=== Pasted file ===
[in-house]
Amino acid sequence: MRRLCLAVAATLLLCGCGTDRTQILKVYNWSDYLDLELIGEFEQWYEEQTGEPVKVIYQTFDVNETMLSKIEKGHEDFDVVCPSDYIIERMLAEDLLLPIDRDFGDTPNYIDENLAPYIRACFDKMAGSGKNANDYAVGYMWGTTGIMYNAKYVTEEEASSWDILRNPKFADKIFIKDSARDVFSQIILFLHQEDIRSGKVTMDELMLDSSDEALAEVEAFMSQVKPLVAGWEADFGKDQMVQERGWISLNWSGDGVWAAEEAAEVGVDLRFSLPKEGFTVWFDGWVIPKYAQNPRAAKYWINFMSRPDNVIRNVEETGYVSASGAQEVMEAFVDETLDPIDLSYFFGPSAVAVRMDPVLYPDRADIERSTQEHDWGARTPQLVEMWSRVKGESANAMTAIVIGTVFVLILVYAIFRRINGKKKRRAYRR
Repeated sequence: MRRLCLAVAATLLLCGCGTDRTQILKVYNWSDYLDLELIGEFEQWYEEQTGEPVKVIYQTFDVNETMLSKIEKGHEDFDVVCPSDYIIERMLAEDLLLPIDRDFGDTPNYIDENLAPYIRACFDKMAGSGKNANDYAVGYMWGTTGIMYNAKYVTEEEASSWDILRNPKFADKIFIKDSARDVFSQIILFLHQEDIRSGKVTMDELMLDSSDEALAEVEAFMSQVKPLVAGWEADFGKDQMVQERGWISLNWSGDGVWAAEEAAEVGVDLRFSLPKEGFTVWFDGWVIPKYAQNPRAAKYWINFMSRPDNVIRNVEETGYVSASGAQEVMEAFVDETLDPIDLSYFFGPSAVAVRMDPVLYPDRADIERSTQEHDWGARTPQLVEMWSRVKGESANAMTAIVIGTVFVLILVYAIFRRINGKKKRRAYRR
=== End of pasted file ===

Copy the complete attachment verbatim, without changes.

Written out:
[in-house]
Amino acid sequence: MRRLCLAVAATLLLCGCGTDRTQILKVYNWSDYLDLELIGEFEQWYEEQTGEPVKVIYQTFDVNETMLSKIEKGHEDFDVVCPSDYIIERMLAEDLLLPIDRDFGDTPNYIDENLAPYIRACFDKMAGSGKNANDYAVGYMWGTTGIMYNAKYVTEEEASSWDILRNPKFADKIFIKDSARDVFSQIILFLHQEDIRSGKVTMDELMLDSSDEALAEVEAFMSQVKPLVAGWEADFGKDQMVQERGWISLNWSGDGVWAAEEAAEVGVDLRFSLPKEGFTVWFDGWVIPKYAQNPRAAKYWINFMSRPDNVIRNVEETGYVSASGAQEVMEAFVDETLDPIDLSYFFGPSAVAVRMDPVLYPDRADIERSTQEHDWGARTPQLVEMWSRVKGESANAMTAIVIGTVFVLILVYAIFRRINGKKKRRAYRR
Repeated sequence: MRRLCLAVAATLLLCGCGTDRTQILKVYNWSDYLDLELIGEFEQWYEEQTGEPVKVIYQTFDVNETMLSKIEKGHEDFDVVCPSDYIIERMLAEDLLLPIDRDFGDTPNYIDENLAPYIRACFDKMAGSGKNANDYAVGYMWGTTGIMYNAKYVTEEEASSWDILRNPKFADKIFIKDSARDVFSQIILFLHQEDIRSGKVTMDELMLDSSDEALAEVEAFMSQVKPLVAGWEADFGKDQMVQERGWISLNWSGDGVWAAEEAAEVGVDLRFSLPKEGFTVWFDGWVIPKYAQNPRAAKYWINFMSRPDNVIRNVEETGYVSASGAQEVMEAFVDETLDPIDLSYFFGPSAVAVRMDPVLYPDRADIERSTQEHDWGARTPQLVEMWSRVKGESANAMTAIVIGTVFVLILVYAIFRRINGKKKRRAYRR